Bernard T. “Bernie” Grucza was certainly around the Toys R Us store in the hours after the assistant manager was slain, helping police and consoling workers.
But in the days, weeks and months afterward, Hamburg police had a difficult time finding him.
Other co-workers of the victim came forward to give DNA samples, but it took months for police to find Grucza. He took a leave of absence from his job as regional loss-prevention manager for the toy store chain.
“It was the proverbial haystack of information, and we were looking for that needle,” Hamburg Detective Capt. Kevin A. Trask said Thursday. “He was on the radar, but we were following up on so many leads and he was kind of put on the back burner.”
Then when it came time to obtain a DNA sample from Grucza, he was nowhere to be found.
He had moved out of his $450,000 home in an upscale section of Elma because of an ongoing divorce dispute and an order of protection placed against him by his wife, Heather, in the weeks prior to the June 29 homicide at the Hamburg store.
“Grucza was hard to find. We believe he was intentionally keeping a low profile,” a police official said.
But Trask said detectives were able to locate a relative of Grucza’s in North Tonawanda, who provided information that helped them locate him.
Trask declined to elaborate on how his detectives obtained a DNA sample from Grucza, but authorities said the sample matched a DNA specimen obtained from a University of Florida Gators cap that the killer had left behind when fleeing the store after the predawn stabbing of Laurence C. Wells II, 35.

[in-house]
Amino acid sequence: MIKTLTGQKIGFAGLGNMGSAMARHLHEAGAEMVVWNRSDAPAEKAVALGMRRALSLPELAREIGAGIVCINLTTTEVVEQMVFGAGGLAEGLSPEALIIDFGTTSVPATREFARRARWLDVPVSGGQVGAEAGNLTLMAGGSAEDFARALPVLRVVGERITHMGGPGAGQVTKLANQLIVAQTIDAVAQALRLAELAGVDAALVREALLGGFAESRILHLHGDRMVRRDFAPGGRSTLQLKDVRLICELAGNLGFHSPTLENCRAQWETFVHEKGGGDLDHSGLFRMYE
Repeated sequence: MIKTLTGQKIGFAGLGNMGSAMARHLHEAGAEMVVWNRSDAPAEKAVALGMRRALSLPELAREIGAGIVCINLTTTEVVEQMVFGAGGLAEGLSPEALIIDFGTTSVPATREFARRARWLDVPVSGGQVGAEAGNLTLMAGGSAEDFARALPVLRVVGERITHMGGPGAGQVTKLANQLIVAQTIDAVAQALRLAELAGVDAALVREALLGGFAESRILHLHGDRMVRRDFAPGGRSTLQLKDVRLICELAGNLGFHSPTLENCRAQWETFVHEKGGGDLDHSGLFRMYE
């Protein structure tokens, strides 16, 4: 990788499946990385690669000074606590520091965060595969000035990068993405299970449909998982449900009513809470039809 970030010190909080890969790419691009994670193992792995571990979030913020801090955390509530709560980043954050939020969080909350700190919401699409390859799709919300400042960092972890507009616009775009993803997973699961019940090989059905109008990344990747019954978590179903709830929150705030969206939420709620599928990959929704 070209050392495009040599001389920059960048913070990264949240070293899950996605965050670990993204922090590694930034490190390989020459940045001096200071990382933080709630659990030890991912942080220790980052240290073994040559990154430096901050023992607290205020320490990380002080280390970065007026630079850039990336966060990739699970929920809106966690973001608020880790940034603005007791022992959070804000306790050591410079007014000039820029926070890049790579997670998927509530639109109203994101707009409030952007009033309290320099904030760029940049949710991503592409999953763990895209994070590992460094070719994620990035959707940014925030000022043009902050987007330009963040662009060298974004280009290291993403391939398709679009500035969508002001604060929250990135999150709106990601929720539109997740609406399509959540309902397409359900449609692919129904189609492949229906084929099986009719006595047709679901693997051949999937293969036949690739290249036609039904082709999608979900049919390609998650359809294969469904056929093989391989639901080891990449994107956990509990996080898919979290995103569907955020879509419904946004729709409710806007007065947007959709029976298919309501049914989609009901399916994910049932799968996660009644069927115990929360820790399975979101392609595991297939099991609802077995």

The DNA obtained from the cap did not come from a hair, but apparently from a body secretion found on the cap, which had helped hide the killer’s face in the grainy footage recorded by the store surveillance cameras, the police official said.
Erie County Sheriff Timothy B. Howard recalled obstacles that his investigators had encountered in obtaining a DNA sample from Altemio C. Sanchez, the bike path killer and rapist.
“While we were on the final leg of the investigation into Sanchez, we faced a similar issue in trying to get an uncontaminated DNA sample without alerting the suspect we were focused on him, and certainly one of our hurdles was finding out exactly where our suspect was,” Howard said.
The DNA match along with other evidence gathered by town detectives and members of the FBI’s Safe Streets Task Force in recent weeks convinced investigators that Grucza was their prime suspect.
Tuesday night, a team of investigators headed down to the Village of Allegany in the Southern Tier, where Grucza and his girlfriend were living in a small house they had rented.
After spending the night in a motel, task force members and detectives entered the rental property at dawn Wednesday with a search warrant and placed Grucza under arrest, charging him with second-degree murder. Investigators questioned Grucza’s girlfriend most of the day and removed additional evidence from the home that has been described as helpful.
Detectives were out again Thursday taking statements and “tying up loose ends” in the case, according to Trask.
Grucza, 38, is to appear this morning in Hamburg Town Court in front of Justice Walter L. Rooth.
He also faces sentencing on his guilty plea to a reduced charge of fourth-degree attempted criminal possession of a weapon in Elma Town Court in late November. That charge stems from his arrest in early June in a domestic incident.